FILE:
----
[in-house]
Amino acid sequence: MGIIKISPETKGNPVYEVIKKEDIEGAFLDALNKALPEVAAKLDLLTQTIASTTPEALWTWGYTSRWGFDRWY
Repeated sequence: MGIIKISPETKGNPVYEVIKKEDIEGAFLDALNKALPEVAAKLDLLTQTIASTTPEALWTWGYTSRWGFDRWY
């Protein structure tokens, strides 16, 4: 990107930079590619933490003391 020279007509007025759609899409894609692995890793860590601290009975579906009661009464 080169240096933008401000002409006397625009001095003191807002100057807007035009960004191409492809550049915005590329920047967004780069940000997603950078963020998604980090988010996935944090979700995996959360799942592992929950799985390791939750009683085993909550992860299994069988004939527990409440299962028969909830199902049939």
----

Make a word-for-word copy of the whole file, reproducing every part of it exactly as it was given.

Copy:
[in-house]
Amino acid sequence: MGIIKISPETKGNPVYEVIKKEDIEGAFLDALNKALPEVAAKLDLLTQTIASTTPEALWTWGYTSRWGFDRWY
Repeated sequence: MGIIKISPETKGNPVYEVIKKEDIEGAFLDALNKALPEVAAKLDLLTQTIASTTPEALWTWGYTSRWGFDRWY
């Protein structure tokens, strides 16, 4: 990107930079590619933490003391 020279007509007025759609899409894609692995890793860590601290009975579906009661009464 080169240096933008401000002409006397625009001095003191807002100057807007035009960004191409492809550049915005590329920047967004780069940000997603950078963020998604980090988010996935944090979700995996959360799942592992929950799985390791939750009683085993909550992860299994069988004939527990409440299962028969909830199902049939």